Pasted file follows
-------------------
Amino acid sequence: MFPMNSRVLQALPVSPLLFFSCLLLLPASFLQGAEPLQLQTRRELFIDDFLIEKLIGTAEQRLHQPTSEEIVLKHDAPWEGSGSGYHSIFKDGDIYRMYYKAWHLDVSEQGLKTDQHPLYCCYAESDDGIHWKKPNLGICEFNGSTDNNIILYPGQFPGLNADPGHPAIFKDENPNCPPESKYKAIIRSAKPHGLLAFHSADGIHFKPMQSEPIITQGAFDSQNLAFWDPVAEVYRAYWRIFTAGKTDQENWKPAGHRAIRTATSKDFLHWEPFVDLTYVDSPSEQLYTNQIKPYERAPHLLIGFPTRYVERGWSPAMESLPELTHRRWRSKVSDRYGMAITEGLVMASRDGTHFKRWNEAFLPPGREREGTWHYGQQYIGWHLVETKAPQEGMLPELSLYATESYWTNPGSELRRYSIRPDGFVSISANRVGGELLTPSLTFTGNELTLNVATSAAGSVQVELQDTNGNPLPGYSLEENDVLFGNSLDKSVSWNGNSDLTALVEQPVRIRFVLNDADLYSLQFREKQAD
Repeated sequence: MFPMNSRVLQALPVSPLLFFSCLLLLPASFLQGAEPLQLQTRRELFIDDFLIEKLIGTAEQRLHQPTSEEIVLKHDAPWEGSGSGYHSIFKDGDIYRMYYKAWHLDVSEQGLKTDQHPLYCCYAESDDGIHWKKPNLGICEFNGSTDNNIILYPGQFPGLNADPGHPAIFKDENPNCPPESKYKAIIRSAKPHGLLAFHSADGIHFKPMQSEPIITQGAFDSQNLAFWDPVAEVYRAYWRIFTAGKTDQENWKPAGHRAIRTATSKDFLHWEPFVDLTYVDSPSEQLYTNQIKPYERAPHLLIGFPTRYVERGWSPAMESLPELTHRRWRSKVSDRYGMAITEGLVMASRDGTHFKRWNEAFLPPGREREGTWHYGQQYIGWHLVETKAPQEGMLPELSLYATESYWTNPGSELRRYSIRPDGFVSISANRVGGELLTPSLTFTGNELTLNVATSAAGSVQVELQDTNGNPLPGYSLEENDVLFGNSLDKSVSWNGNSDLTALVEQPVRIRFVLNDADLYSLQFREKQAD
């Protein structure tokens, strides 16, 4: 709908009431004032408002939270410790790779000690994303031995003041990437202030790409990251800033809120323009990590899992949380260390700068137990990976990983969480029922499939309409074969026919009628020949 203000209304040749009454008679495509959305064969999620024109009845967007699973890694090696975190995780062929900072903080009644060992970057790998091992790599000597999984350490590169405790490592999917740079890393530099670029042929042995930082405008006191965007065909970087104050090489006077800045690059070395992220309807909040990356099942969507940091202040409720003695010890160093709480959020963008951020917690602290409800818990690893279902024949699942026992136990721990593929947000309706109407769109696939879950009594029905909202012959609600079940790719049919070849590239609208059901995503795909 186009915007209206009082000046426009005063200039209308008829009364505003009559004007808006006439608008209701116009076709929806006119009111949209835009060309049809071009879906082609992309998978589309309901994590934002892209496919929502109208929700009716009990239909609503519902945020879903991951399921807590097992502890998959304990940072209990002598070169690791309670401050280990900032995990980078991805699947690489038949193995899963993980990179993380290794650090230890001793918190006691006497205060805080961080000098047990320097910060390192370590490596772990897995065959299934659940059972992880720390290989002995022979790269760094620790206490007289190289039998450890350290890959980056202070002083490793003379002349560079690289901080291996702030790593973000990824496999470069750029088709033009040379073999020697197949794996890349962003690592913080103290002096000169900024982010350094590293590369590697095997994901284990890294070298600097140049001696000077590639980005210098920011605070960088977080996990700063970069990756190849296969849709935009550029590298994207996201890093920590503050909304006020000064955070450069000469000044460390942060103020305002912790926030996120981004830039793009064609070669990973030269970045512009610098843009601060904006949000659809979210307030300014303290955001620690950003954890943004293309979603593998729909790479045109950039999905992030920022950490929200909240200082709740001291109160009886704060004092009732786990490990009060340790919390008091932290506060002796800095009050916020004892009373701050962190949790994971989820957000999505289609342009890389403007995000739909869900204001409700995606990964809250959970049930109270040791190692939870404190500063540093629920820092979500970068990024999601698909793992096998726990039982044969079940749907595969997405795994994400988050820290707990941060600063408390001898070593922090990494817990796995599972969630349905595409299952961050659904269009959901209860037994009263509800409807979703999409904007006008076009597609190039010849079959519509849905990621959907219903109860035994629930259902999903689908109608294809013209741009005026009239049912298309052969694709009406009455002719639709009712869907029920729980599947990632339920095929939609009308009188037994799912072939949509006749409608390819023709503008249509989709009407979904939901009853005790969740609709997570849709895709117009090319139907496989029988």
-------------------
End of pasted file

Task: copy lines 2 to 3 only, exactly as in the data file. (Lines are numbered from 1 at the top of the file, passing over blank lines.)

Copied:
Repeated sequence: MFPMNSRVLQALPVSPLLFFSCLLLLPASFLQGAEPLQLQTRRELFIDDFLIEKLIGTAEQRLHQPTSEEIVLKHDAPWEGSGSGYHSIFKDGDIYRMYYKAWHLDVSEQGLKTDQHPLYCCYAESDDGIHWKKPNLGICEFNGSTDNNIILYPGQFPGLNADPGHPAIFKDENPNCPPESKYKAIIRSAKPHGLLAFHSADGIHFKPMQSEPIITQGAFDSQNLAFWDPVAEVYRAYWRIFTAGKTDQENWKPAGHRAIRTATSKDFLHWEPFVDLTYVDSPSEQLYTNQIKPYERAPHLLIGFPTRYVERGWSPAMESLPELTHRRWRSKVSDRYGMAITEGLVMASRDGTHFKRWNEAFLPPGREREGTWHYGQQYIGWHLVETKAPQEGMLPELSLYATESYWTNPGSELRRYSIRPDGFVSISANRVGGELLTPSLTFTGNELTLNVATSAAGSVQVELQDTNGNPLPGYSLEENDVLFGNSLDKSVSWNGNSDLTALVEQPVRIRFVLNDADLYSLQFREKQAD
């Protein structure tokens, strides 16, 4: 709908009431004032408002939270410790790779000690994303031995003041990437202030790409990251800033809120323009990590899992949380260390700068137990990976990983969480029922499939309409074969026919009628020949 203000209304040749009454008679495509959305064969999620024109009845967007699973890694090696975190995780062929900072903080009644060992970057790998091992790599000597999984350490590169405790490592999917740079890393530099670029042929042995930082405008006191965007065909970087104050090489006077800045690059070395992220309807909040990356099942969507940091202040409720003695010890160093709480959020963008951020917690602290409800818990690893279902024949699942026992136990721990593929947000309706109407769109696939879950009594029905909202012959609600079940790719049919070849590239609208059901995503795909 186009915007209206009082000046426009005063200039209308008829009364505003009559004007808006006439608008209701116009076709929806006119009111949209835009060309049809071009879906082609992309998978589309309901994590934002892209496919929502109208929700009716009990239909609503519902945020879903991951399921807590097992502890998959304990940072209990002598070169690791309670401050280990900032995990980078991805699947690489038949193995899963993980990179993380290794650090230890001793918190006691006497205060805080961080000098047990320097910060390192370590490596772990897995065959299934659940059972992880720390290989002995022979790269760094620790206490007289190289039998450890350290890959980056202070002083490793003379002349560079690289901080291996702030790593973000990824496999470069750029088709033009040379073999020697197949794996890349962003690592913080103290002096000169900024982010350094590293590369590697095997994901284990890294070298600097140049001696000077590639980005210098920011605070960088977080996990700063970069990756190849296969849709935009550029590298994207996201890093920590503050909304006020000064955070450069000469000044460390942060103020305002912790926030996120981004830039793009064609070669990973030269970045512009610098843009601060904006949000659809979210307030300014303290955001620690950003954890943004293309979603593998729909790479045109950039999905992030920022950490929200909240200082709740001291109160009886704060004092009732786990490990009060340790919390008091932290506060002796800095009050916020004892009373701050962190949790994971989820957000999505289609342009890389403007995000739909869900204001409700995606990964809250959970049930109270040791190692939870404190500063540093629920820092979500970068990024999601698909793992096998726990039982044969079940749907595969997405795994994400988050820290707990941060600063408390001898070593922090990494817990796995599972969630349905595409299952961050659904269009959901209860037994009263509800409807979703999409904007006008076009597609190039010849079959519509849905990621959907219903109860035994629930259902999903689908109608294809013209741009005026009239049912298309052969694709009406009455002719639709009712869907029920729980599947990632339920095929939609009308009188037994799912072939949509006749409608390819023709503008249509989709009407979904939901009853005790969740609709997570849709895709117009090319139907496989029988």